We are currently fundraising for another toilet block in Dorfor Adidome. Due to the terrain and location of the toilets they have requested a water based toilet system, so we will ensure these are as sustainable as possible and continue to learn and adjust when needed. The water tank system is more expensive than the KVIP’s and inflation in Ghana is dramatically affecting our budgets, so if you are able, we would really appreciate your support to ensure we can help another community live with toilets and combat disease.


A New Partnership: Community Toilets in Dorfor Adidome

We have set up a new partnership with the community of Dorfor Adidome to work together to build a community toilet block.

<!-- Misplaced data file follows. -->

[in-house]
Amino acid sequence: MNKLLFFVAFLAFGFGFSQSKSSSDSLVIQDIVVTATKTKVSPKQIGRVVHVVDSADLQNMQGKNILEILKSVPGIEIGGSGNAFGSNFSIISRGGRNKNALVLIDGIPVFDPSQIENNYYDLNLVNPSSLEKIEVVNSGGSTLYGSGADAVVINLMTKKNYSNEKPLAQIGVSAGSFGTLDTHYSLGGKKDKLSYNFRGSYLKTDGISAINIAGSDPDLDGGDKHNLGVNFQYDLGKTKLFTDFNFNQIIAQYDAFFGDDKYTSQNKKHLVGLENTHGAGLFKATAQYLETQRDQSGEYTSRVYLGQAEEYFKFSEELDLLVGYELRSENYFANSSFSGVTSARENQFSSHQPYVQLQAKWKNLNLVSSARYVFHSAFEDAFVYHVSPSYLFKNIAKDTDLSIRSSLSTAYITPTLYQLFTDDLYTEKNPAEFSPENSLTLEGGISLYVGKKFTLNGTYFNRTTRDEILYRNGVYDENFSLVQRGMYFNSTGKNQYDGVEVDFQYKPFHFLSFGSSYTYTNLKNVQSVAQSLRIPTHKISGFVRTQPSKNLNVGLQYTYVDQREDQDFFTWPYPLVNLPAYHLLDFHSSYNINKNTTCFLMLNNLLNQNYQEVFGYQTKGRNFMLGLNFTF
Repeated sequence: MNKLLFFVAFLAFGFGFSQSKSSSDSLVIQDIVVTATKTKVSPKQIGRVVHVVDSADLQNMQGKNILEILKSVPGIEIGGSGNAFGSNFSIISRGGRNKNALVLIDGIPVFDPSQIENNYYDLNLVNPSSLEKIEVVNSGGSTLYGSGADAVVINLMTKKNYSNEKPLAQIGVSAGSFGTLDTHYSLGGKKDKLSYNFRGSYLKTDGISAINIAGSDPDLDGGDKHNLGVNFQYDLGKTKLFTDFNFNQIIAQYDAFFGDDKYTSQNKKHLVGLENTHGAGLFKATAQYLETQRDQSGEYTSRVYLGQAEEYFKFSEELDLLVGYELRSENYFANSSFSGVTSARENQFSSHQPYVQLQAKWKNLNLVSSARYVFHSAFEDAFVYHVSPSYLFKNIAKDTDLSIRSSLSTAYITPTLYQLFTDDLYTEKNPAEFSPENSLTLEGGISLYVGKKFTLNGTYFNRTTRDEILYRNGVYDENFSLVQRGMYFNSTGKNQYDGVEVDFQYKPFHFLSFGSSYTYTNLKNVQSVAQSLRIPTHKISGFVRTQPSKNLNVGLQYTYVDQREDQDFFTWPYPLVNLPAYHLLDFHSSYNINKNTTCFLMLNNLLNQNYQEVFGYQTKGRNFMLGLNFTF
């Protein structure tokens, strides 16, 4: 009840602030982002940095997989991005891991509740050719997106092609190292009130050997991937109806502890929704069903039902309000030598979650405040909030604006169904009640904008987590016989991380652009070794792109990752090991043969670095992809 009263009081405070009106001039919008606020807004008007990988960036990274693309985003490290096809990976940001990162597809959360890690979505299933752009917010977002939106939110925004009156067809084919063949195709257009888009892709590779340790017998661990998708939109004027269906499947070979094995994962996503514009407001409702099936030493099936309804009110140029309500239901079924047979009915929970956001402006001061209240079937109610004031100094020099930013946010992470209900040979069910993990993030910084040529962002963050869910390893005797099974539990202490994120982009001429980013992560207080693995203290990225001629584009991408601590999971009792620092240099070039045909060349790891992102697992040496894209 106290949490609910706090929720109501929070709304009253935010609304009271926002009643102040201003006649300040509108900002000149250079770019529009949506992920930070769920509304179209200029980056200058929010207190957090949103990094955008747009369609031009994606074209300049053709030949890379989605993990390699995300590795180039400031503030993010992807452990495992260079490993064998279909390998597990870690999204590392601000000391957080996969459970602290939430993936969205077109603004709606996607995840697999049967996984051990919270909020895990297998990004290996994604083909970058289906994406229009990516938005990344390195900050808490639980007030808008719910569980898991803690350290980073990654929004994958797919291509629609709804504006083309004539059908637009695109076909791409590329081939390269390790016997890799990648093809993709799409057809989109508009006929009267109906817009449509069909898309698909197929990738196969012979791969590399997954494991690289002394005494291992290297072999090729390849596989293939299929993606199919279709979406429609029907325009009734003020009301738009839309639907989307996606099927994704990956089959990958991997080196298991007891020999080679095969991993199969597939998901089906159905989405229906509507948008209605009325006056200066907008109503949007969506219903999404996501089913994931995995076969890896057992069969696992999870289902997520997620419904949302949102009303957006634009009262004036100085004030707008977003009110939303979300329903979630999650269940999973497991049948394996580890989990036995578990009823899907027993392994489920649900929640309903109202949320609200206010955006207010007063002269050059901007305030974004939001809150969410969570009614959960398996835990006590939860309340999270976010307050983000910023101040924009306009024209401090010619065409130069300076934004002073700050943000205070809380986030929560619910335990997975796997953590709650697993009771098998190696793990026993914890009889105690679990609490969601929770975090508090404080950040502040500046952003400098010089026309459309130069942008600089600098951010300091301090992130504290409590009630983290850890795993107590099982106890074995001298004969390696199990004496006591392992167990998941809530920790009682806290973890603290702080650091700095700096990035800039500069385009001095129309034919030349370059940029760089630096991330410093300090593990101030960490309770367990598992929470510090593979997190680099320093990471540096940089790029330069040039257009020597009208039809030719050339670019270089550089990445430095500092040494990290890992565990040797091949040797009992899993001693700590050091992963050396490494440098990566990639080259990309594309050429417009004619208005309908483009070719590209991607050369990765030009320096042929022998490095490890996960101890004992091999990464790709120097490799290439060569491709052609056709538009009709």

Currently there are no toilets in the village, so they relive themselves in a pit which attracts flies and diseases. Records from the local health centre show that, on average, 40 children a year die of diarrhoea & fly born diseases here. That’s one in 30 families losing a child each year. 

As well as the much needed health benefits the toilets will also provide privacy & safety. We spoke to Mable and her daughter, Patricia. They don’t walk to the current toilet pit after dark for fear of  snakes & scorpions. With it getting dark at around 6pm that’s a long time to wait until the morning light so they are very much looking forward to the new addition to their community.


The streets are made from sand, gravel and shells as thousands of years ago this was the course of the Volta River. The river has changed course over the years but the muscles & clams remain for harvesting. 

Children playing amongst the shells